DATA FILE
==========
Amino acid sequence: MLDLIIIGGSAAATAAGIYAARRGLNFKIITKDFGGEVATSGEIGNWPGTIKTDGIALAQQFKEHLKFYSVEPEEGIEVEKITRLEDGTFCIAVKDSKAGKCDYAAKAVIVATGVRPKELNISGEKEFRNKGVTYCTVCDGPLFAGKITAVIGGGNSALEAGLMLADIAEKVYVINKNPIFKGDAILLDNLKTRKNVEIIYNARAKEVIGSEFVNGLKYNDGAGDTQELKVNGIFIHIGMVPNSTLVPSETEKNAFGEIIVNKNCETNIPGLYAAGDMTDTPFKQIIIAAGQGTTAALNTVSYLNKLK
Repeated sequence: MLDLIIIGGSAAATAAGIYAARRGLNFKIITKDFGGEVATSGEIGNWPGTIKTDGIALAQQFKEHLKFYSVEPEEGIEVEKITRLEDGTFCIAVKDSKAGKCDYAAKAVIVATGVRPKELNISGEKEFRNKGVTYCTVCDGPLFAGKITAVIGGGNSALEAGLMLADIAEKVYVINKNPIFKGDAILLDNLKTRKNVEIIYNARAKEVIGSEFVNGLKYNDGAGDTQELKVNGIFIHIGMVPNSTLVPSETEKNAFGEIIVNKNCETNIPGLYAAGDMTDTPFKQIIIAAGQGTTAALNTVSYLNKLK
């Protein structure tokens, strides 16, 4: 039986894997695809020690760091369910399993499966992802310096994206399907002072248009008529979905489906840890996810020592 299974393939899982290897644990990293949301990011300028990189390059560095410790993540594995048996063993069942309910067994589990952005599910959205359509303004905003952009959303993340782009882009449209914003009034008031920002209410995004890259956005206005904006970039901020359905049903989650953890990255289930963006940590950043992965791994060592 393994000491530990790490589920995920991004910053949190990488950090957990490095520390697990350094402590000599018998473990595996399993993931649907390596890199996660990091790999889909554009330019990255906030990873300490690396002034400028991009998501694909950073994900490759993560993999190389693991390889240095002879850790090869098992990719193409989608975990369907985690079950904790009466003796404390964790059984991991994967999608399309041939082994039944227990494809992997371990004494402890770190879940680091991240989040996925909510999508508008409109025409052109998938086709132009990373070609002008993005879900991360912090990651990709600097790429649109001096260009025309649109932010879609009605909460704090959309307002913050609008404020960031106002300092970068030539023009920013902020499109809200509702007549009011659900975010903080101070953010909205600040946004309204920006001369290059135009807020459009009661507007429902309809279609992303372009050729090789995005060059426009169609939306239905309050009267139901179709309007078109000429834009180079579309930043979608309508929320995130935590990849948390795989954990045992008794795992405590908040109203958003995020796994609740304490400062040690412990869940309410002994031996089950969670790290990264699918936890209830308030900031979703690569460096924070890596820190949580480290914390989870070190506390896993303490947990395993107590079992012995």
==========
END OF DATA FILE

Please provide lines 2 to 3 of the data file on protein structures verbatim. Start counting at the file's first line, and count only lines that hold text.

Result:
Repeated sequence: MLDLIIIGGSAAATAAGIYAARRGLNFKIITKDFGGEVATSGEIGNWPGTIKTDGIALAQQFKEHLKFYSVEPEEGIEVEKITRLEDGTFCIAVKDSKAGKCDYAAKAVIVATGVRPKELNISGEKEFRNKGVTYCTVCDGPLFAGKITAVIGGGNSALEAGLMLADIAEKVYVINKNPIFKGDAILLDNLKTRKNVEIIYNARAKEVIGSEFVNGLKYNDGAGDTQELKVNGIFIHIGMVPNSTLVPSETEKNAFGEIIVNKNCETNIPGLYAAGDMTDTPFKQIIIAAGQGTTAALNTVSYLNKLK
């Protein structure tokens, strides 16, 4: 039986894997695809020690760091369910399993499966992802310096994206399907002072248009008529979905489906840890996810020592 299974393939899982290897644990990293949301990011300028990189390059560095410790993540594995048996063993069942309910067994589990952005599910959205359509303004905003952009959303993340782009882009449209914003009034008031920002209410995004890259956005206005904006970039901020359905049903989650953890990255289930963006940590950043992965791994060592 393994000491530990790490589920995920991004910053949190990488950090957990490095520390697990350094402590000599018998473990595996399993993931649907390596890199996660990091790999889909554009330019990255906030990873300490690396002034400028991009998501694909950073994900490759993560993999190389693991390889240095002879850790090869098992990719193409989608975990369907985690079950904790009466003796404390964790059984991991994967999608399309041939082994039944227990494809992997371990004494402890770190879940680091991240989040996925909510999508508008409109025409052109998938086709132009990373070609002008993005879900991360912090990651990709600097790429649109001096260009025309649109932010879609009605909460704090959309307002913050609008404020960031106002300092970068030539023009920013902020499109809200509702007549009011659900975010903080101070953010909205600040946004309204920006001369290059135009807020459009009661507007429902309809279609992303372009050729090789995005060059426009169609939306239905309050009267139901179709309007078109000429834009180079579309930043979608309508929320995130935590990849948390795989954990045992008794795992405590908040109203958003995020796994609740304490400062040690412990869940309410002994031996089950969670790290990264699918936890209830308030900031979703690569460096924070890596820190949580480290914390989870070190506390896993303490947990395993107590079992012995």